The skinny on skin

By: Dr Peter Hall

You gotta have skin. All you really need is skin.
Skin’s the thing that if you got it outside,
It helps keep your insides in.”

I like this old Allen Sherman song. We really do gotta have skin but we have a strange relationship with it.
On one hand, making it look good is a billion dollar industry. The universal desire to improve our appearance has led to all sorts of products being inflicted on our poor dermis. Victorian ladies whitened their skin with arsenic cream and various other toxins, and some of our modern remedies seem nearly as drastic.
On the other hand, the message that we have to protect our skin from sun damage has taken a long time to filter through. I come from the generation that thought that if you didn’t get burnt twice in a summer it wasn’t a good one. In fact, I still have memories of people tanning with the aid of coconut oil, a process which seems disturbingly close to being fried. As a patient of mine said, “Whangamata in 1963 has a lot to answer for”.
As a consequence, my skin reminds me daily that I am getting older. Overnight, it seems, I have developed rough spots, wrinkles, freckles and other signs that make me look like my father did. And I still forget to sunblock and moisturise properly.
I should really know better. Old skin is in trouble, basically. It tends to be fragile, slow to heal, itchy and dry.
There is very little we can do to rejuvenate it but it’s worth the effort to protect it from further damage. And by that I mean you should avoid being attacked by dishwasher doors and other sharp immovable objects. While these are good for my business, I would still rather that my elderly patients kept their skin intact. Maybe we should issue shin guards to everybody over the age of 70?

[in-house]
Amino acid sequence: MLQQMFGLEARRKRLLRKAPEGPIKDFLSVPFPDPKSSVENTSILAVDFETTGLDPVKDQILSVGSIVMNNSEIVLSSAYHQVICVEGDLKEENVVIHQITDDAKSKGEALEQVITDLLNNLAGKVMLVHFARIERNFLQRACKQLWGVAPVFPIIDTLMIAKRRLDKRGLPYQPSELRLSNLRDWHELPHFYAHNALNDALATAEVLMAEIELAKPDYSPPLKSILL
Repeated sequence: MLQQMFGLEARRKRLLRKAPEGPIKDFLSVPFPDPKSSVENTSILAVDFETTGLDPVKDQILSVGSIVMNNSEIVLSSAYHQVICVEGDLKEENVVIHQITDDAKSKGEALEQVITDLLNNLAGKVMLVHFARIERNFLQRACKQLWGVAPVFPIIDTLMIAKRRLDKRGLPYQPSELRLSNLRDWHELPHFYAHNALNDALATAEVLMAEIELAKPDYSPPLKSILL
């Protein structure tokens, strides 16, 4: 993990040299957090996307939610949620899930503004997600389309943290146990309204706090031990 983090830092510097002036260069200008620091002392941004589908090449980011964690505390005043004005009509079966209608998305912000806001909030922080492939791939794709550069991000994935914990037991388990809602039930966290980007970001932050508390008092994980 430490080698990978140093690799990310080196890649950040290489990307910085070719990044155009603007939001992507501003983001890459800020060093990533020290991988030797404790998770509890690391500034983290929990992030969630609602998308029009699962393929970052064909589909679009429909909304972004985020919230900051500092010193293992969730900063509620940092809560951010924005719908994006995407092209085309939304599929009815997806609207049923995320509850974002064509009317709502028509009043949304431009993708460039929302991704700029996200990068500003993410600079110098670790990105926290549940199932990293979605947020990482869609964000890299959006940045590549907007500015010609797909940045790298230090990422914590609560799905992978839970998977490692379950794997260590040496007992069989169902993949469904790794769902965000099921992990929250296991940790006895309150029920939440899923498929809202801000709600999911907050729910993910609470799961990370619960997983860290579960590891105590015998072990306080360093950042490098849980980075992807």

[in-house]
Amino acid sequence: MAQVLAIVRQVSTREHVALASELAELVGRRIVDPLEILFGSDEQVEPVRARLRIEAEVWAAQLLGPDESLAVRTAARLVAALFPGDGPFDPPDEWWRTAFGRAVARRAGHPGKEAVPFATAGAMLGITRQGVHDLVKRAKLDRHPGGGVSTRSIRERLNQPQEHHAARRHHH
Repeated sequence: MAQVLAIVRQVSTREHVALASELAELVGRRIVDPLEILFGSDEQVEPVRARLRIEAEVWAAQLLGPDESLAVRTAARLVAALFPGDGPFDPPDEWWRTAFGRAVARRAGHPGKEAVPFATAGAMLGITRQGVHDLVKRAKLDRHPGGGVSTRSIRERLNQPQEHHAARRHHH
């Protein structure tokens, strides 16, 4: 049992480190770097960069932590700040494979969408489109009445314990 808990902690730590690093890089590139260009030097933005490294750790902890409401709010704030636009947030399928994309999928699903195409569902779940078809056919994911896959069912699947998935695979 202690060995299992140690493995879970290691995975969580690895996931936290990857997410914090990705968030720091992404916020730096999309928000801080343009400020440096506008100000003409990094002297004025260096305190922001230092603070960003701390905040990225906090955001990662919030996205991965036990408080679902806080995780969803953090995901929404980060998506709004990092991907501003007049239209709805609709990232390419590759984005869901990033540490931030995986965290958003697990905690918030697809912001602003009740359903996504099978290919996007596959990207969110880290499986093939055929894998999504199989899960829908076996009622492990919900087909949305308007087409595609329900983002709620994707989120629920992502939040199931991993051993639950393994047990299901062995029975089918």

And there are of course more serious consequences. New Zealand continues to outdo the whole world in skin cancer rates and I can think of a few patients who are maintaining this record all by themselves. But interestingly we have very good cure rates for melanoma compared to other countries. This might be due to the fact that you can now get most skin cancers dealt with through your GP, for free. 
So take that spot to your own doctor and, if appropriate, they will refer you via the Waitemata District Health Board minor surgery scheme to a local practitioner for excision or biopsy. You might as well get something for your taxes!


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